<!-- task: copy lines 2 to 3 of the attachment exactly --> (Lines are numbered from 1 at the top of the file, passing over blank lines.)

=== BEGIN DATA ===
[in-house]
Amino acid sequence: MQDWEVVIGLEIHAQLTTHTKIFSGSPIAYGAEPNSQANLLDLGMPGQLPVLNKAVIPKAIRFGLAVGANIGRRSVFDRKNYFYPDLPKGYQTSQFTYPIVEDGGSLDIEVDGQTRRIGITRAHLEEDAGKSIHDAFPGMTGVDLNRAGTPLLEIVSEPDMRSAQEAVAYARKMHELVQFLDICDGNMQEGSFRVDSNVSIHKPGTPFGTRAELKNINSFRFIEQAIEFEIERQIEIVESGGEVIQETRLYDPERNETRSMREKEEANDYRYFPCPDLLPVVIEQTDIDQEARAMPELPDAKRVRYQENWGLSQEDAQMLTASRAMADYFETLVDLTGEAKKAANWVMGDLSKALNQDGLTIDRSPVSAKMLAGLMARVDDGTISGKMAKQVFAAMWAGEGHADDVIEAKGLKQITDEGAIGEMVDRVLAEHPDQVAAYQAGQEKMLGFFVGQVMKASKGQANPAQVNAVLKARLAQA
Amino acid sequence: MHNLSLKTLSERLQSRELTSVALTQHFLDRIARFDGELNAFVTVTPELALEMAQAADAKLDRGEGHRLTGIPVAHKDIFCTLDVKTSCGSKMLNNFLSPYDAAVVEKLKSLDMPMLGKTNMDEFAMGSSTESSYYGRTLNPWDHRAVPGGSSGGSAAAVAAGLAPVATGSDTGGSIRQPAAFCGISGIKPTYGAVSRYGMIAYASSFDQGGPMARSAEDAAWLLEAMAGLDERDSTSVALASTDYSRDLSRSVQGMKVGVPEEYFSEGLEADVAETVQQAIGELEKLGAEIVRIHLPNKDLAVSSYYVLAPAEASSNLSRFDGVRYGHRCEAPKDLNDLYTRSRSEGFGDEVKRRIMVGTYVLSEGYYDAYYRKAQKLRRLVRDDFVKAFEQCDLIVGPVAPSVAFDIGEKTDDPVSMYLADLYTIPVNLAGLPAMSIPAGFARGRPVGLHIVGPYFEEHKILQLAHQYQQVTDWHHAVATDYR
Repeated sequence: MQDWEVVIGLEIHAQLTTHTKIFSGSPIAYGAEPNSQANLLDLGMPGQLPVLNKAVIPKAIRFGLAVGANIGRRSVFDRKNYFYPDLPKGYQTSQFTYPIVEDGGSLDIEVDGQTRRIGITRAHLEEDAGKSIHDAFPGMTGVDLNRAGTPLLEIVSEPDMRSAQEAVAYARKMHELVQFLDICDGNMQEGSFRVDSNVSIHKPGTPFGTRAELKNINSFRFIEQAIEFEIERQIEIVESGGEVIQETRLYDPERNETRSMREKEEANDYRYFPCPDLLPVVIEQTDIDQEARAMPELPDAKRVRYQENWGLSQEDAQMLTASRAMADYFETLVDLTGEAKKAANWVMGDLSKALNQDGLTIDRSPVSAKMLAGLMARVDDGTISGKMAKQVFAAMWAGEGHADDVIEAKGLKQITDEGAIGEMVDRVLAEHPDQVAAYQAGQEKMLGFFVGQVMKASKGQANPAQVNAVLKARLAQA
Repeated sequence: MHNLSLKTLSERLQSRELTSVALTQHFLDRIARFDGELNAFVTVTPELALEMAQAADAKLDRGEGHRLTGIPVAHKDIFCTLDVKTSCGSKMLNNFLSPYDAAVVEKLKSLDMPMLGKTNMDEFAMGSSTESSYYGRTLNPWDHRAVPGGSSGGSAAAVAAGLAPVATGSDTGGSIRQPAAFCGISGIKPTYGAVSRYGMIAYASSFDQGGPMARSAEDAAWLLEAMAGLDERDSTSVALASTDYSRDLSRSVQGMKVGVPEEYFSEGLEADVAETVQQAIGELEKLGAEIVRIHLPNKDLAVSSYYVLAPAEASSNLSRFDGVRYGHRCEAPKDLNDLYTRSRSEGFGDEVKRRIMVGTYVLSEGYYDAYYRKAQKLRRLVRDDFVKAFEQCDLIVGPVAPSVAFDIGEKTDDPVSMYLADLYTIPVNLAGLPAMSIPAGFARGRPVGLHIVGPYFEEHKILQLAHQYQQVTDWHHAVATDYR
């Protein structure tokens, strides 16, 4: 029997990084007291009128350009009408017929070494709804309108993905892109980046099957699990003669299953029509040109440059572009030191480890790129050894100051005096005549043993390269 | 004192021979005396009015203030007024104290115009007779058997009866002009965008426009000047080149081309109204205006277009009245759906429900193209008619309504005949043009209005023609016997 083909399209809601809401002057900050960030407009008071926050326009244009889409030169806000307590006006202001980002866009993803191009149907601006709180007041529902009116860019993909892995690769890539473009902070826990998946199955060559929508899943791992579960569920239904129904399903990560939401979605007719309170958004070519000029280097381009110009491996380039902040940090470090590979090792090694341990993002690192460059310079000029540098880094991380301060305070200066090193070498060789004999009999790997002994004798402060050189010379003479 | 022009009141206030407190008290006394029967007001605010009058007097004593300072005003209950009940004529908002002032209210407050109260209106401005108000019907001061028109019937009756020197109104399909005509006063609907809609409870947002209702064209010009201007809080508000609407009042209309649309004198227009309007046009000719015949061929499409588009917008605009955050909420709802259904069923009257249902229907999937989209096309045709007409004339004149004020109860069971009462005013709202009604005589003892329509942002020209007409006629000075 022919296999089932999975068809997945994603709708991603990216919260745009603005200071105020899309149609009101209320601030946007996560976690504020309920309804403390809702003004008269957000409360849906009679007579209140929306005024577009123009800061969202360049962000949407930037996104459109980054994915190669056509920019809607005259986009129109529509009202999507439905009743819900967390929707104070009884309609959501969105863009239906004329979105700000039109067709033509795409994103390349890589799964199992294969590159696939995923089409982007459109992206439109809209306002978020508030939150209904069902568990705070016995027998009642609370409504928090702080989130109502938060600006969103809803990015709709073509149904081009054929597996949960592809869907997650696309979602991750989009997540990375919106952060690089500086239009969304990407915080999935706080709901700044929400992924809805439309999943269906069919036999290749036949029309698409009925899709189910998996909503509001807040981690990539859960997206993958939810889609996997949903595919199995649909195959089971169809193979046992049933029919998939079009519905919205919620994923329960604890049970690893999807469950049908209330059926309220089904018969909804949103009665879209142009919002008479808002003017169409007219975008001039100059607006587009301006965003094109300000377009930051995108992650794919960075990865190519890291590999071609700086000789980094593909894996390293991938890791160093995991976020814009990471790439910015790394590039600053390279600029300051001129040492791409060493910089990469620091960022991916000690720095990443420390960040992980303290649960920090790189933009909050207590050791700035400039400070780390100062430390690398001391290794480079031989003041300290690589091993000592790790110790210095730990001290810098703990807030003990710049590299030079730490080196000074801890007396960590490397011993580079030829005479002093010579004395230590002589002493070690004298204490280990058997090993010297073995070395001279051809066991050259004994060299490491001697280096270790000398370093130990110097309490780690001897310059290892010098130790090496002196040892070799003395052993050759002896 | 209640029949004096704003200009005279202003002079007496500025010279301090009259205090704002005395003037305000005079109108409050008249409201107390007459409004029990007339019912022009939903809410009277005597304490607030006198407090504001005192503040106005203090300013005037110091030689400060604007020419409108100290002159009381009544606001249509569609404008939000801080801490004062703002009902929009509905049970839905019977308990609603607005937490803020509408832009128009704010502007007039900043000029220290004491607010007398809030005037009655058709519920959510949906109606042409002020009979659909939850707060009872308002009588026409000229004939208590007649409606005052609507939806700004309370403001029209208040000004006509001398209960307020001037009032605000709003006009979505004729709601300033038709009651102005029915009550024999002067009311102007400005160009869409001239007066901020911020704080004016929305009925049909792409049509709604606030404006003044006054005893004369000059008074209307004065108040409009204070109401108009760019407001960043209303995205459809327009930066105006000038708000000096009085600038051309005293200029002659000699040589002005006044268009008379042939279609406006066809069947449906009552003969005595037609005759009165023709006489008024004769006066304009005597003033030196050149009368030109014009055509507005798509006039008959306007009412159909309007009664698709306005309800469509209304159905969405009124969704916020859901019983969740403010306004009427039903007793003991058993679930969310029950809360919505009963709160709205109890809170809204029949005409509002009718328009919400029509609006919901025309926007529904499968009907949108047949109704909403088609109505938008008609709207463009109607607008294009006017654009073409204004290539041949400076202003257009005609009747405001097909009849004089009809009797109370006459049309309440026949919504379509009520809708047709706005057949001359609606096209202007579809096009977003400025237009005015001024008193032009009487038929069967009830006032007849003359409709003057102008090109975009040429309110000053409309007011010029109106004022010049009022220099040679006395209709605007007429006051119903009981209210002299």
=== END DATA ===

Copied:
Amino acid sequence: MQDWEVVIGLEIHAQLTTHTKIFSGSPIAYGAEPNSQANLLDLGMPGQLPVLNKAVIPKAIRFGLAVGANIGRRSVFDRKNYFYPDLPKGYQTSQFTYPIVEDGGSLDIEVDGQTRRIGITRAHLEEDAGKSIHDAFPGMTGVDLNRAGTPLLEIVSEPDMRSAQEAVAYARKMHELVQFLDICDGNMQEGSFRVDSNVSIHKPGTPFGTRAELKNINSFRFIEQAIEFEIERQIEIVESGGEVIQETRLYDPERNETRSMREKEEANDYRYFPCPDLLPVVIEQTDIDQEARAMPELPDAKRVRYQENWGLSQEDAQMLTASRAMADYFETLVDLTGEAKKAANWVMGDLSKALNQDGLTIDRSPVSAKMLAGLMARVDDGTISGKMAKQVFAAMWAGEGHADDVIEAKGLKQITDEGAIGEMVDRVLAEHPDQVAAYQAGQEKMLGFFVGQVMKASKGQANPAQVNAVLKARLAQA
Amino acid sequence: MHNLSLKTLSERLQSRELTSVALTQHFLDRIARFDGELNAFVTVTPELALEMAQAADAKLDRGEGHRLTGIPVAHKDIFCTLDVKTSCGSKMLNNFLSPYDAAVVEKLKSLDMPMLGKTNMDEFAMGSSTESSYYGRTLNPWDHRAVPGGSSGGSAAAVAAGLAPVATGSDTGGSIRQPAAFCGISGIKPTYGAVSRYGMIAYASSFDQGGPMARSAEDAAWLLEAMAGLDERDSTSVALASTDYSRDLSRSVQGMKVGVPEEYFSEGLEADVAETVQQAIGELEKLGAEIVRIHLPNKDLAVSSYYVLAPAEASSNLSRFDGVRYGHRCEAPKDLNDLYTRSRSEGFGDEVKRRIMVGTYVLSEGYYDAYYRKAQKLRRLVRDDFVKAFEQCDLIVGPVAPSVAFDIGEKTDDPVSMYLADLYTIPVNLAGLPAMSIPAGFARGRPVGLHIVGPYFEEHKILQLAHQYQQVTDWHHAVATDYR